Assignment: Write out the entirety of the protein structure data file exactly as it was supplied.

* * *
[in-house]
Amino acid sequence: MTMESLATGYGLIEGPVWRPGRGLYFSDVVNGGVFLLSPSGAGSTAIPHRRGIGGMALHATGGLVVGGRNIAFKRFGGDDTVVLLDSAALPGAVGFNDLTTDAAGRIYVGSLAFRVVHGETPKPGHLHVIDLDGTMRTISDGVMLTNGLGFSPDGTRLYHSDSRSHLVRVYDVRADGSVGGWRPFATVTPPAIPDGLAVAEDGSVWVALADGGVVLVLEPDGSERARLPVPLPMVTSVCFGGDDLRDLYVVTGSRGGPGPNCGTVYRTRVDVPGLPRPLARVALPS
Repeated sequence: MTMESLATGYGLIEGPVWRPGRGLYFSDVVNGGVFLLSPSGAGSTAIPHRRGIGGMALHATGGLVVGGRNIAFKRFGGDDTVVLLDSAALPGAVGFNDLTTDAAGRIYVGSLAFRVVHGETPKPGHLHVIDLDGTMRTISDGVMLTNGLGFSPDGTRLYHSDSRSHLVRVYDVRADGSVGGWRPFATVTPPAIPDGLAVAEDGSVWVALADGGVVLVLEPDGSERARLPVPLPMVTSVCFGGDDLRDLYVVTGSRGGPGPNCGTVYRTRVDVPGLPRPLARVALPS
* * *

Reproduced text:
[in-house]
Amino acid sequence: MTMESLATGYGLIEGPVWRPGRGLYFSDVVNGGVFLLSPSGAGSTAIPHRRGIGGMALHATGGLVVGGRNIAFKRFGGDDTVVLLDSAALPGAVGFNDLTTDAAGRIYVGSLAFRVVHGETPKPGHLHVIDLDGTMRTISDGVMLTNGLGFSPDGTRLYHSDSRSHLVRVYDVRADGSVGGWRPFATVTPPAIPDGLAVAEDGSVWVALADGGVVLVLEPDGSERARLPVPLPMVTSVCFGGDDLRDLYVVTGSRGGPGPNCGTVYRTRVDVPGLPRPLARVALPS
Repeated sequence: MTMESLATGYGLIEGPVWRPGRGLYFSDVVNGGVFLLSPSGAGSTAIPHRRGIGGMALHATGGLVVGGRNIAFKRFGGDDTVVLLDSAALPGAVGFNDLTTDAAGRIYVGSLAFRVVHGETPKPGHLHVIDLDGTMRTISDGVMLTNGLGFSPDGTRLYHSDSRSHLVRVYDVRADGSVGGWRPFATVTPPAIPDGLAVAEDGSVWVALADGGVVLVLEPDGSERARLPVPLPMVTSVCFGGDDLRDLYVVTGSRGGPGPNCGTVYRTRVDVPGLPRPLARVALPS